February 25, 2008 – One year after Bob Woodruff spoke about his brain concussion on an ABC documentary, he is busy flying around the world on assignments and continuing to draw attention to the signature injury of the war in Iraq: traumatic brain injury.
His recovery seems miraculous, considering how the shrapnel from a roadside bomb had ripped into his skull on Jan. 29, 2006. Woodruff, 46, is back at work at ABC news, although he does not have his previous job as a news anchor — at least not yet.
“I don’t know if I could do that,” he says. “I think it’s possible. But one thing that I know for sure is that I’m going to remain as a journalist because I have always loved journalism.”
Woodruff now works with a team to produce more in-depth assignments. He can better cope with longer projects because his traumatic brain injury (TBI) caused a language disorder that makes it hard for him to come up with words. And for a journalist, nothing could be more frustrating.
Woodruff continues to improve and often speaks with ease and confidence. But he still occasionally runs into a roadblock in his brain.
In a recent interview at his office, Woodruff described how reading and writing have helped his brain improve. After he got out of the hospital he was not willing to just sit at home, he said, “watching sports on TV all day long with a — what do you call the thing that controls the TV?” He couldn’t come up with the term remote control.
Woodruff has a disorder called aphasia. It happens when a stroke or TBI affects the language side of the brain, usually the left side. The National Aphasia Association estimates that 1 million people in the USA have it.
In particular, Woodruff has expressive aphasia, which means that he can understand a word but cannot always say it. Fortunately, he does not have receptive aphasia, which occurs when someone cannot make sense of the words that they see or hear.
Those, like Woodruff, who have expressive aphasia may have different types of problems. In some cases, a person may only have trouble coming up with a specific word during a conversation; others may speak in choppy and incomplete sentences; and still others may use the wrong words, says Steven Flanagan, associate professor of rehabilitation medicine at Mount Sinai School of Medicine in New York.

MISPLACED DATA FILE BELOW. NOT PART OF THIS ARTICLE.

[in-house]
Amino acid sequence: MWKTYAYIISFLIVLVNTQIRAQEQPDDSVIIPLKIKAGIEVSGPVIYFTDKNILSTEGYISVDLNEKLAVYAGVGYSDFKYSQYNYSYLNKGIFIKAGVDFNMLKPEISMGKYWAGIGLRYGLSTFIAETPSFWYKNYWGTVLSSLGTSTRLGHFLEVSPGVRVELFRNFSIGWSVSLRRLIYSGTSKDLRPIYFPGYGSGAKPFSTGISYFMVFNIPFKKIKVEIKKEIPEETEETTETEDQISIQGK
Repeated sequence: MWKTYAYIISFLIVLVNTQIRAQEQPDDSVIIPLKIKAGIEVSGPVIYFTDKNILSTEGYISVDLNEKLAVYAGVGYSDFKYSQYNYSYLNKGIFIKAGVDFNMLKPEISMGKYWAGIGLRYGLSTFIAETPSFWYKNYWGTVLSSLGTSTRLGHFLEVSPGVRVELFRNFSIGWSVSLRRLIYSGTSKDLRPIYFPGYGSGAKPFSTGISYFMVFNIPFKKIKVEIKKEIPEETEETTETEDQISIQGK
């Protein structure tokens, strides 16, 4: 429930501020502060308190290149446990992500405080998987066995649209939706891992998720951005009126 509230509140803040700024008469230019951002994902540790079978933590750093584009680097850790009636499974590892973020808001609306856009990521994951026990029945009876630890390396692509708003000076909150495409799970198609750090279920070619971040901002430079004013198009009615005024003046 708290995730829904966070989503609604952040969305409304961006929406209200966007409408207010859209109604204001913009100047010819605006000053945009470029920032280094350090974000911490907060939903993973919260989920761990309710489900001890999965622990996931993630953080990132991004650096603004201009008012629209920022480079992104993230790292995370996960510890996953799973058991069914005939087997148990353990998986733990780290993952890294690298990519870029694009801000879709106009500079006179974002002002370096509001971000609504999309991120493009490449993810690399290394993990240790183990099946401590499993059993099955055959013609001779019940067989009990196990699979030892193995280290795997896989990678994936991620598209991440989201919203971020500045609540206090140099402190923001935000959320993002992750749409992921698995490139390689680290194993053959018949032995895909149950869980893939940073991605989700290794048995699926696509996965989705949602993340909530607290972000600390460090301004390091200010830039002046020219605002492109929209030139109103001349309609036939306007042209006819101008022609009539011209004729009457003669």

Woodruff says that sometimes he cannot come up with a word that he had used often before his injury. When he woke up in the hospital, he couldn’t name any states. “I couldn’t even remember the word for a hamburger or an egg sandwich,” he says.
When he came home from the hospital with his wife and four children, they used flash cards and word games to help him snap back. It has been most difficult for him to recall nouns. He can easily say the names of his immediate family, but he says it’s harder to recall more distant family members.
And at first, an incorrect word would sometimes slip out when he was speaking. Once when his now-7-year-old twin daughters were in the car, he told them to put on strappers, instead of seat belts, his wife, Lee Woodruff, recalled in a phone interview.
He had to figure out how to access words in his brain. “In the very early days, he’d say ‘I feel one thousand dollars better today,’ ” Lee says. He had intended to say “one thousand percent,” but he would mix up dollars and measurements and miles and inches. “All of those things must be housed in some retrieval area, like a filing system,” she says.
People with expressive aphasia not only have different verbal problems, but they also rely on different techniques to retrieve words. Some can sing songs even when they have trouble saying words, says Flanagan, whose patients include Woodruff.
Woodruff says reading and writing have most helped him recover. Not long after he came home from the hospital, he and Lee started writing their book, In an Instant, recently out in paperback. “I would write things and give it to Lee, and she would write things and run it by me. We would edit each other. It improved me every single day, faster and faster, as weeks and months went by.”
Woodruff even started taking Chinese classes because he had lived in Beijing before he became a journalist. He wanted to see if that could strengthen his English.
“I started taking lessons a couple days a week for a few months, but I’ve run out of time to keep studying,” he says.
Woodruff says it’s much harder to remember a word if he only hears it. “When you tell me a word, even though I know what it means, I can’t really see the vision of it in my head,” he says. He needs to see words in writing.
Even if Woodruff works hard to read and memorize a word, it doesn’t mean that it will always come to his mind when he needs it. People with expressive aphasia may find that words can slip away, especially if they are too tired or nervous, or don’t use a word very often, Flanagan says.
“There are definitely moments when you can hear him stumbling for a word, but he’s become adept at substituting or going around it,” Lee says.
After his injury, some experts feared Woodruff’s career was over. But the brain remains a mystery. “With each new discovery, more questions are raised than are answered,” says Flanagan. At least the brain is “plastic,” which means it has the capacity to change over time. “So after an injury, it adapts by making new connections,” he says.
A year ago, Woodruff says he started working by reporting on the telephone. Last month, he flew to the Sudan to work on a project. Several days after he returned to New York, he took off to research another story in Brazil. He doesn’t know if he will go back to being an anchor, but for now he’s happy to produce in-depth stories.
Even if Woodruff is frustrated when he occasionally can’t find a word, his family and friends are elated by his recovery. “I’m amazed,” says his brother David Woodruff. “Every time I talk to him, I hear improvement. And it’s still going on, two years later.”